Synopses & Reviews
"Buckle up, doll," urges the narrator of Trace Elements,
"I promise Ill try not to tangle your quinceañera dress."
So begins the adventure of Leticia Marisol Estrella Torez, who moves north to Los Angeles in an attempt to break from her past: from starched dresses and sleek, tight braids; from Nana, the traditional grandmother who raised her; and also from the seductive Weeping Womanthe siren of Mexican folklore said to fly through the skies at night to steal troublesome children and who embodies, in many ways, Letis first love. As Leti immerses herself in the post-queer hipster scene in Los Angeles, navigating the twisting road of her own shifting gender and falling deep into "papaya lush blush" love, she rediscovers the strength and meaning of la familia. A striking debut novel in the tradition of Michelle Tea and Sarah Schulman, Trace Elements spins a crazy-beautiful narrative that turns tradition on its head while laying flowers at its feet.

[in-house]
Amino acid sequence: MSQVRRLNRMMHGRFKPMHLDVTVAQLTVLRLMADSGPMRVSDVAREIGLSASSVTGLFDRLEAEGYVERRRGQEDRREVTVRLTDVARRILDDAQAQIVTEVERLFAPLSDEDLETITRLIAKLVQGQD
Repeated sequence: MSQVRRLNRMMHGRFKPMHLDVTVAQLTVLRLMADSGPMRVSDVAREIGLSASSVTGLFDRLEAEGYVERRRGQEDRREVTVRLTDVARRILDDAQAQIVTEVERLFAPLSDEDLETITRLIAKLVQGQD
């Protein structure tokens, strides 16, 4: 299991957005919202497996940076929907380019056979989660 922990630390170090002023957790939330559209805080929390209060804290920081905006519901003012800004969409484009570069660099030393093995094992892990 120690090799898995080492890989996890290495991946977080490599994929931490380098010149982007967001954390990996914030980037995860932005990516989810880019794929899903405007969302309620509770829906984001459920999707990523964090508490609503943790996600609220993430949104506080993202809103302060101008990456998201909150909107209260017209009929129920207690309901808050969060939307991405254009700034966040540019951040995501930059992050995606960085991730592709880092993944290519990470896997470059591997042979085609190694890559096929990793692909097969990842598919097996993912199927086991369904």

This fiction debut is a warm tale of 'princess dyke' life in L.A. What they lack in resources, they make up for in their celebration of familia, love and unapologetic sexual configurations (Ana Castillo).